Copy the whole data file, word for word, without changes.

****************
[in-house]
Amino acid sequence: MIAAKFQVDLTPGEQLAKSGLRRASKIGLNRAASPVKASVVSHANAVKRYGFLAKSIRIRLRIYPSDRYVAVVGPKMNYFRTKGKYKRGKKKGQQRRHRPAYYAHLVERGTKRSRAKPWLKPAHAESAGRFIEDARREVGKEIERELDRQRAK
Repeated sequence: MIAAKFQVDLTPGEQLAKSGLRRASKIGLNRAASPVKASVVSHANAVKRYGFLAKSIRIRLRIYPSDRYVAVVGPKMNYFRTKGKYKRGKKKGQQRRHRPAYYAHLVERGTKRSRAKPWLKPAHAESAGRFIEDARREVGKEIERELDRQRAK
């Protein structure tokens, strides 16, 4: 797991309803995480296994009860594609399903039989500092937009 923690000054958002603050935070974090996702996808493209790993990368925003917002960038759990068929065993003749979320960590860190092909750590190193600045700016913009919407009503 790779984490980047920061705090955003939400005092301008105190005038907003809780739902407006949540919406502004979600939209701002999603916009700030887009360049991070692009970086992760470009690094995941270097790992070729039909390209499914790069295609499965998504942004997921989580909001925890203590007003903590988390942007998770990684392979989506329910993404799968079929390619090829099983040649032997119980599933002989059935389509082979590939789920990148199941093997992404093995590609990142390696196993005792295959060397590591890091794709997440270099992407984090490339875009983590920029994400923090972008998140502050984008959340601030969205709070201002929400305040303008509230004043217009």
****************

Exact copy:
[in-house]
Amino acid sequence: MIAAKFQVDLTPGEQLAKSGLRRASKIGLNRAASPVKASVVSHANAVKRYGFLAKSIRIRLRIYPSDRYVAVVGPKMNYFRTKGKYKRGKKKGQQRRHRPAYYAHLVERGTKRSRAKPWLKPAHAESAGRFIEDARREVGKEIERELDRQRAK
Repeated sequence: MIAAKFQVDLTPGEQLAKSGLRRASKIGLNRAASPVKASVVSHANAVKRYGFLAKSIRIRLRIYPSDRYVAVVGPKMNYFRTKGKYKRGKKKGQQRRHRPAYYAHLVERGTKRSRAKPWLKPAHAESAGRFIEDARREVGKEIERELDRQRAK
């Protein structure tokens, strides 16, 4: 797991309803995480296994009860594609399903039989500092937009 923690000054958002603050935070974090996702996808493209790993990368925003917002960038759990068929065993003749979320960590860190092909750590190193600045700016913009919407009503 790779984490980047920061705090955003939400005092301008105190005038907003809780739902407006949540919406502004979600939209701002999603916009700030887009360049991070692009970086992760470009690094995941270097790992070729039909390209499914790069295609499965998504942004997921989580909001925890203590007003903590988390942007998770990684392979989506329910993404799968079929390619090829099983040649032997119980599933002989059935389509082979590939789920990148199941093997992404093995590609990142390696196993005792295959060397590591890091794709997440270099992407984090490339875009983590920029994400923090972008998140502050984008959340601030969205709070201002929400305040303008509230004043217009």